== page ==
Kudos to Captain Paul Hurlstone for seeing that his family’s old homestead is going to be preserved.
While the 1937-era wood house will be moved from its site on South Sound, it will find a new home near Pedro St. James Castle.
Captain Paul has generously given the home to a family in need.
He could easily have hired a bulldozer and had the old home, which received some damage in Hurricane Ivan in 2004, knocked down.
Instead, he and two of his buddies spent this week sawing the house in half so it can be transported on a flatbed to the new site.
Preserving the older houses and buildings in the Cayman Islands is so important.
We’ve already lost too many older structures to development across the islands.
Unfortunately the Cayman Islands doesn’t have a law on the books that demands old buildings be preserved.
The Cayman Islands National Trust does much to preserve our country’s historic buildings and sites.
But that organisation can’t do it all. It depends on all of us to do our part to preserve Cayman’s past.
By preserving our historic buildings we are teaching younger generations that our past really does matter.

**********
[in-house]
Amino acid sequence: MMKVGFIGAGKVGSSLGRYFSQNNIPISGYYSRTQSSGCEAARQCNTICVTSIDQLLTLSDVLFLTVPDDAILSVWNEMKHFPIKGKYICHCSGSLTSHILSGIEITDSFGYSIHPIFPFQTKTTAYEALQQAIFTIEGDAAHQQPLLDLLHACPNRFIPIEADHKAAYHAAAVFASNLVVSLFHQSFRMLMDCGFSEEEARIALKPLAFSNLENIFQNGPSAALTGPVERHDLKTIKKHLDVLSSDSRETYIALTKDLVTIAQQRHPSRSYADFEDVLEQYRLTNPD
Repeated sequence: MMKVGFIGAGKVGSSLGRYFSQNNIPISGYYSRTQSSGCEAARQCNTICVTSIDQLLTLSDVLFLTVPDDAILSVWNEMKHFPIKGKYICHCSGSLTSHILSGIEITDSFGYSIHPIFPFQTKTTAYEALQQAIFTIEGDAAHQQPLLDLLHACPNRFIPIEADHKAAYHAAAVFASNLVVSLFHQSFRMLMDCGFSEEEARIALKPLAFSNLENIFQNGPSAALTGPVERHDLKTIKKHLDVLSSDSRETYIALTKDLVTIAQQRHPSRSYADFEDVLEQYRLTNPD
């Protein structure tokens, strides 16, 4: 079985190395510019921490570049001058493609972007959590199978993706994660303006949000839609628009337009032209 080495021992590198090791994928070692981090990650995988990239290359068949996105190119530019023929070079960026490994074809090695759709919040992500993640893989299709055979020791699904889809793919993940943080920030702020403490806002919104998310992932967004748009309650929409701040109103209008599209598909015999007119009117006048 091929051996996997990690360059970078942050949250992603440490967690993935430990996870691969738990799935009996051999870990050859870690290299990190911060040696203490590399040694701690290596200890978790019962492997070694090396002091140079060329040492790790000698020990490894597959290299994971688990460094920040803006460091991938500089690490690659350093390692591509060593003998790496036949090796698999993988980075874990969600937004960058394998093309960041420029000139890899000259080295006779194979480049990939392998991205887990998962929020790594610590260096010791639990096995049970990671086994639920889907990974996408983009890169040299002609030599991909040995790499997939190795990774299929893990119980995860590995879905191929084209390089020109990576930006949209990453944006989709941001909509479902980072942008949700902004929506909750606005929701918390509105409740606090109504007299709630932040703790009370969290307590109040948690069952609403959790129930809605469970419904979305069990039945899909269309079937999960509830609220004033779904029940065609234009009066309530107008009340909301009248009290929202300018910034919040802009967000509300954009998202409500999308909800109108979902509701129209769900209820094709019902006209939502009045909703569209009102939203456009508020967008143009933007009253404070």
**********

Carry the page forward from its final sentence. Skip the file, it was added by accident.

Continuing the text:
In a time when the Cayman Islands has been inundated with people from just about all over the world, we need to make sure our heritage and the work of our forefathers is remembered and preserved.
Every time we let one of our older buildings fall to ruin, we are losing a part of our history and our unique identity.
The Cayman Islands is the only place in the world where you can find original Cayman Islands style houses.
When they are gone, there will be no more.
Developers who incorporate the original design of the homes into their work are to be commended.
But it is people like Captain Paul who are making the real difference by protecting and preserving historically significant buildings.
If you see him today, give him a pat on the back and let him know how much you appreciate his actions.